By [Arcadian Press / sailorBOYpress] Caren Heft & Jeffrey Morin
Stevens Point, Wisconsin: Arcadian Press/ sailorBOYpress, 2004.
Edition of 50.
This powerful, exquisitely rendered 3-volume collaboration between Caren Heft of Arcadian Press and Jeffrey Morin of sailorBOYpress is done in the spirit of the ars moriendi (the art of dying), 15th-century Christian texts with instructions about how to die well developed (perhaps) in response to the Black Plague. Heft and Morin use the format ironically to look contemporary scourges: suicide bombers, the destructive effect of mercury in the environment, AIDS. The woodcuts from the Middle Age-originals are replaced by an assemblage of tape, pins, stitchery, beads, and pieces of metal. The effect is powerful, even overwhelming.
[From the colophons of the 3 volumes]
Martyr: "As a contemporary ars moriendi, this book deals with death, specifically the first Palestinian female bomber, Wafa Idris. It is an attempt to understand why a young woman would strap a belt bomb over her womb and set if off in a public place where victims could be children, elderly or pregnant women. Yasser Arafat, who exhorted women to die for the liberation of Palestine, died during the printing of this book.
"Suicide bombers are currently the weapon of choice for terrorist organizations. They are low-cost, use unsophisticated technology, are readily available, require little training and strike fear into the hearts of the population. Women have an added advantage, as in the Muslim world they are searched gingerly. World-wide, women are perceived as non-violent, adding an element of surprise. Suicide bombers attain extensive media coverage for their organizations as casualties are often high. Media coverage is a good recruitment tool and furthers political agenda."
Mercury: "What child does not remember finding some excuse to play with mercury in a science class? That same child probably has some memory related to fishing. We all share the image that opened the Andy Griffith Show where father and son walk a country road on the way to their favorite fishing hole. Did anyone expect that today’s childhood memories would intertwine mercury and fishing in such a dangerous way? In most counties in Wisconsin, the Department of Natural Resources limits the consumption of fish as well as the daily catch limit."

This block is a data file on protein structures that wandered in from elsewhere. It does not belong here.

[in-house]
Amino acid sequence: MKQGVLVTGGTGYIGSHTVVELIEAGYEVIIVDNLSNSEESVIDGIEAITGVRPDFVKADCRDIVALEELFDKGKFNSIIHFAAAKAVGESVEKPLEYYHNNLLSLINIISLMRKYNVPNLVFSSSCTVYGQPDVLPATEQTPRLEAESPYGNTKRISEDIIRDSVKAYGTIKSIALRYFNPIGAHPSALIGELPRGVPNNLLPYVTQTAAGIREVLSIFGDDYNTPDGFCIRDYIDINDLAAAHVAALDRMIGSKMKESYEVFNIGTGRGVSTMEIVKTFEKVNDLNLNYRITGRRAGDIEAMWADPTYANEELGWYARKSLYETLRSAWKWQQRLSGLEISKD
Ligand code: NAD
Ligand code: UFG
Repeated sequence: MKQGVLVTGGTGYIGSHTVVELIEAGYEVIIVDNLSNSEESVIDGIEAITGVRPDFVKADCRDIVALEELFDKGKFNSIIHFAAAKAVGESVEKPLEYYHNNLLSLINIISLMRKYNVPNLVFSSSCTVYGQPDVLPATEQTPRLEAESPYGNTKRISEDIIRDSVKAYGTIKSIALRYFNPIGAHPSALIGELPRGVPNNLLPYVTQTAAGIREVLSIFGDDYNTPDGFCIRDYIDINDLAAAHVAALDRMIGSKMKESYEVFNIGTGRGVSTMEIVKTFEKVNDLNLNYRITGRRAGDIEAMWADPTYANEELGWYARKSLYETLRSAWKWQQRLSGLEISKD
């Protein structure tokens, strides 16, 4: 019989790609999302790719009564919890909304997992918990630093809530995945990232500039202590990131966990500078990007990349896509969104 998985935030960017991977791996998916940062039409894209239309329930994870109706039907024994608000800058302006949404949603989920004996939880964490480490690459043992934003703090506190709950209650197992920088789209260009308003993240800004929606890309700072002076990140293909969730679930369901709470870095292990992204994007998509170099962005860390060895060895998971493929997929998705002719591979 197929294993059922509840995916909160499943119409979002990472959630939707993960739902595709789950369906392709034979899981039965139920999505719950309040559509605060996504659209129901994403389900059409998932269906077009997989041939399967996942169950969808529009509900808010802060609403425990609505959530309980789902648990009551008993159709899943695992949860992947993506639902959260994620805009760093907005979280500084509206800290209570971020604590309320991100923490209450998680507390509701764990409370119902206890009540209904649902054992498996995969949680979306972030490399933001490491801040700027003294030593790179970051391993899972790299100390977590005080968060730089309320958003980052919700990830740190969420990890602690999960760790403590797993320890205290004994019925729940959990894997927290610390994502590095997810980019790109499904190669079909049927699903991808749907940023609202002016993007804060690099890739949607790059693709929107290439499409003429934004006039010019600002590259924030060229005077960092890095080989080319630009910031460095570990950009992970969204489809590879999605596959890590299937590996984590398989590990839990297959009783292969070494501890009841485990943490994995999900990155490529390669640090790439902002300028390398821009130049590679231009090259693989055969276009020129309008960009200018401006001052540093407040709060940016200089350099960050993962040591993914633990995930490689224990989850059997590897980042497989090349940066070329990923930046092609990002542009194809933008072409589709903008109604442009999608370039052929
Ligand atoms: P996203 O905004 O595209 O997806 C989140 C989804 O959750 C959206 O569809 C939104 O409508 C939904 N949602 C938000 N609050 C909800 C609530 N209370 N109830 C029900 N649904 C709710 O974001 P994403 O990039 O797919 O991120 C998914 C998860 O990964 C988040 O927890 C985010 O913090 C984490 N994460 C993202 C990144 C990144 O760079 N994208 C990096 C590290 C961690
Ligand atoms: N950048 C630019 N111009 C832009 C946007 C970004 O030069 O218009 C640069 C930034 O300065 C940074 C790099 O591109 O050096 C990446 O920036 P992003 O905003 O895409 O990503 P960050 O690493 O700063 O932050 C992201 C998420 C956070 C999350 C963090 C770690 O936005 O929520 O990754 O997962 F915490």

Rooster: "In fifteenth century Europe, the level of literacy had been on the decline. Ars Moriendi were picture manuals for one’s preparation to meet death. On one level they were intended to ease the transition and prepare one’s family for the coming loss. On another level, these manuals were a form of propaganda, advising the soon-to-be-departed to give heavily to the Church to guarantee a better place in Heaven or at least a seat further from the flames of Hell.
"This book is one of three that deal with modern forms of death that visit a population. In this case it is the presence of AIDS in Africa and how a culture responds to and interprets the mortal threat. Sibongile’s story comes from 'Child rape: A taboo within the AIDS taboo; More and more girls are being raped by men who believe this will "cleanse" them of the disease, but people don't want to confront the issue," Sunday Times, South Africa, April 4, 1999, by Prega Govender. It is combined with the story of Gumha and the Large Rooster as told by the Sukuma Research Committee. The two unrelated stories have been blended together to create a modern narrative that sets the stage for confronting death."
12 x 8.75". Three individual books of handmade paper, housed in a 13 x 10 x 2.5" clamshell cloth covered box. Papers: Root River Mill cotton, Larroque, and Hahnemuhle. The Hahnemuhle gelatin sized (with pigment added-in). Typeface throughout: Cochin Light.
(7 copies remaining)